Unlike geosynchronous satellite, satellites in LEO have a small field of view and so can observe and communicate with only a fraction of the Earth at a time. That means that a network (or "constellation") of satellites is required to provide continuous coverage. Satellites in lower regions of LEO also suffer from fast orbital decay and require either periodic re-boosting to maintain a stable orbit or launching replacement satellites when old ones re-enter.
The LEO environment is becoming congested with space debris because of the frequency of object launches. This has caused growing concern in recent years, since collisions at orbital velocities can be dangerous or deadly. Collisions can produce additional space debris, creating a domino effect known as Kessler syndrome. The Combined Space Operations Center, part of United States Strategic Command (formerly the United States Space Command), tracks around 8,500 objects larger than 10 cm in LEO. According to an Arecibo Observatory study, there may be one million dangerous objects larger than 2 millimeters in orbit, which are too small to be visible from Earth-based observatories.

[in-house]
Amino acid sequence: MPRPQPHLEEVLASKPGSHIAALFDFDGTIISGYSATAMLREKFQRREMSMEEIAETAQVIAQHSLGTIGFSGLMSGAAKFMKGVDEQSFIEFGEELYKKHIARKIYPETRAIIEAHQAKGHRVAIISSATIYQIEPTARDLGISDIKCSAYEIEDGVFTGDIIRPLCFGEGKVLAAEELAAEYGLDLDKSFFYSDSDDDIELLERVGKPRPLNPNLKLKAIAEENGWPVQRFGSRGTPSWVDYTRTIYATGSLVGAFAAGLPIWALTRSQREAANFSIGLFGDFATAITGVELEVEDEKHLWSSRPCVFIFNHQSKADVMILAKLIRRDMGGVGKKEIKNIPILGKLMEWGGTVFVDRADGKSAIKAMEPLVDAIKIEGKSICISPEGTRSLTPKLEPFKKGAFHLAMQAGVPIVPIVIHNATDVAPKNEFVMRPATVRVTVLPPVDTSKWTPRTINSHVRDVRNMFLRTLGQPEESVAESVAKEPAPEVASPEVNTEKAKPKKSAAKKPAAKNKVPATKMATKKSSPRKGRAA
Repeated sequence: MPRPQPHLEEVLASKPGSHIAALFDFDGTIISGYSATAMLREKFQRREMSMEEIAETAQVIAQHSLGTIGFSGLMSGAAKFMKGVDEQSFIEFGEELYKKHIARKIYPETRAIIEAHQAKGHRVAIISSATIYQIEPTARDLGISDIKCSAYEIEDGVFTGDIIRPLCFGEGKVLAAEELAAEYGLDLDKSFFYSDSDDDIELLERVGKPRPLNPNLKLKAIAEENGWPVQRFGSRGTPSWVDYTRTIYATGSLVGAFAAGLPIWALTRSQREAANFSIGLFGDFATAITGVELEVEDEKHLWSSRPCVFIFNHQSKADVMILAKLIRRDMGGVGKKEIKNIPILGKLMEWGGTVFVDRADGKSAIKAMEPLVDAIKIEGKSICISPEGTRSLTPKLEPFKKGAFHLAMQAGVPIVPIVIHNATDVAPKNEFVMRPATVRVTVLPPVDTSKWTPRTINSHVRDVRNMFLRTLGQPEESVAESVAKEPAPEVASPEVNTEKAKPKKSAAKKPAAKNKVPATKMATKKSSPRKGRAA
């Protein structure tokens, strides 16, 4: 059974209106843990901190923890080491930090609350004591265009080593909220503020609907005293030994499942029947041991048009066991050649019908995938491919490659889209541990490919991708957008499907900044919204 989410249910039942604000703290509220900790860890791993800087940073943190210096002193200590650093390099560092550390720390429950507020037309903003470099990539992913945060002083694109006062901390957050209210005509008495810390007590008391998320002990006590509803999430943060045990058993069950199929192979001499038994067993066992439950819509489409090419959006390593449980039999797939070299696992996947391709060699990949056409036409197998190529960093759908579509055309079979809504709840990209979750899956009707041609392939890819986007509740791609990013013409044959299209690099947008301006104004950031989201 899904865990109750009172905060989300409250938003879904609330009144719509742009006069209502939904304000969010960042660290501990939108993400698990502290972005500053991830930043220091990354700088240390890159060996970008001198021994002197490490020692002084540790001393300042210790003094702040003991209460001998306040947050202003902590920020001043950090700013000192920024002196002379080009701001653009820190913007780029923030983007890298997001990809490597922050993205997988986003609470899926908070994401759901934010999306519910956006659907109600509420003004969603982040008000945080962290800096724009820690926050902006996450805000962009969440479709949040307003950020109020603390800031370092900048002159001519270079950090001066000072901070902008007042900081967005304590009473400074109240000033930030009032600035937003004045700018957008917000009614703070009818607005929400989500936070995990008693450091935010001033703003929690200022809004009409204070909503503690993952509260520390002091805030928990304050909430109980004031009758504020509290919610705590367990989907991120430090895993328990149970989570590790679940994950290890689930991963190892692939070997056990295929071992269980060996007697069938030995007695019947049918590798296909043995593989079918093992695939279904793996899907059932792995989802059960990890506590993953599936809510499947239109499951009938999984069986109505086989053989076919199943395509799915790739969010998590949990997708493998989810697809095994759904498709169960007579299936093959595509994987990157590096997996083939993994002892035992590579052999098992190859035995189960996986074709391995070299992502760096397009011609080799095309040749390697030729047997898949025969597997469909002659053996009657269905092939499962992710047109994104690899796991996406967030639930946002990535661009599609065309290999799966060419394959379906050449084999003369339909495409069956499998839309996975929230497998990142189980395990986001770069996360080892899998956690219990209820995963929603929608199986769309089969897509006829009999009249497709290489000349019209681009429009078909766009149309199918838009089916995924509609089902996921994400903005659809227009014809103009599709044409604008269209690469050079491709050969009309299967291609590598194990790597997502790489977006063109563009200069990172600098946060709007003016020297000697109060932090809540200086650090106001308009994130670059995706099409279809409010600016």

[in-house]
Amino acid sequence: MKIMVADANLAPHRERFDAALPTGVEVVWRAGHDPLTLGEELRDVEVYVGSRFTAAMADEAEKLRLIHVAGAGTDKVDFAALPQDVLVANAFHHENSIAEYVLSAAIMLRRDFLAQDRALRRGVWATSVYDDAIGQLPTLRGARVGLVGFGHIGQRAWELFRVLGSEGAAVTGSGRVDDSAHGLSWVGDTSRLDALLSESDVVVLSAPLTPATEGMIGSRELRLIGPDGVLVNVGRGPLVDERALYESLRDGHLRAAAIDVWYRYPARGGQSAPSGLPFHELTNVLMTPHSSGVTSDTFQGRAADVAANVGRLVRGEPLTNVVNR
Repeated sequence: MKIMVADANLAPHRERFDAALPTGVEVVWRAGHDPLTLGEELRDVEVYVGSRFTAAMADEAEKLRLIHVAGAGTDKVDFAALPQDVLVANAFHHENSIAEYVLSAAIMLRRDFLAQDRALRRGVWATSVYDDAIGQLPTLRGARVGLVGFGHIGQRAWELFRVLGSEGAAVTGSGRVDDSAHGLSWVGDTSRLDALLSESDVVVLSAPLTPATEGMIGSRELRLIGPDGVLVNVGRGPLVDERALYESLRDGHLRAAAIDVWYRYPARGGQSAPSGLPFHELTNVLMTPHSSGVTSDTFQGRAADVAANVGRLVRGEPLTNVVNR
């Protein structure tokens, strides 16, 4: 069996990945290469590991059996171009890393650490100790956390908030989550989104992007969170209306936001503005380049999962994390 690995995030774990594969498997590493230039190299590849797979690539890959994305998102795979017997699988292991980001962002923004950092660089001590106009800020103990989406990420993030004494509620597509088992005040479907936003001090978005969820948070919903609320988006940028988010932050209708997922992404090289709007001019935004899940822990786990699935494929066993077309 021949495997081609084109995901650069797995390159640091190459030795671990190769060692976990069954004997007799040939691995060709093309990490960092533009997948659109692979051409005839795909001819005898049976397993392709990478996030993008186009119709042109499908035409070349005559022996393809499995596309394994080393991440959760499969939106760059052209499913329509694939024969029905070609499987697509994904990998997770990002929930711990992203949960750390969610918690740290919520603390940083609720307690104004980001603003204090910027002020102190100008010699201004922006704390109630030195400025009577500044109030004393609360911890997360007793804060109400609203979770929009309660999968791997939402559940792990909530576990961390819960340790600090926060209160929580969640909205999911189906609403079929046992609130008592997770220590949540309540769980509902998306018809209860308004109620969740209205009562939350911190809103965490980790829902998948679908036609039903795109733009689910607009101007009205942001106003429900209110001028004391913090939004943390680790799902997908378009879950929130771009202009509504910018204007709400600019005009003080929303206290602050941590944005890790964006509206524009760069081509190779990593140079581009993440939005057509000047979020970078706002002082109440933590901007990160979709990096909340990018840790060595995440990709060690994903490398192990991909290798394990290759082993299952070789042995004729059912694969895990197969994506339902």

LEO: Mean Motion > 11.25 & Eccentricity < 0.25
Region A, Low Earth Orbit (or LEO) Region – spherical region that extends from the Earth's surface up to an altitude (Z) of 2,000 km
LEO refers to orbits that are typically less than 2,400 km (1,491 mi) in altitude.
Low Earth Orbit (LEO): A geocentric orbit with an altitude much less than the Earth's radius. Satellites in this orbit are between 80 and 2000 kilometers above the Earth's surface.
LEO is the first 100 to 200 miles (161 to 322 km) of space.CS1 maint: others (link)
the low-Earth orbit (LEO) environment, defined as 200–1,000 km above Earth's surface
This article incorporates public domain material from websites or documents of the National Aeronautics and Space Administration.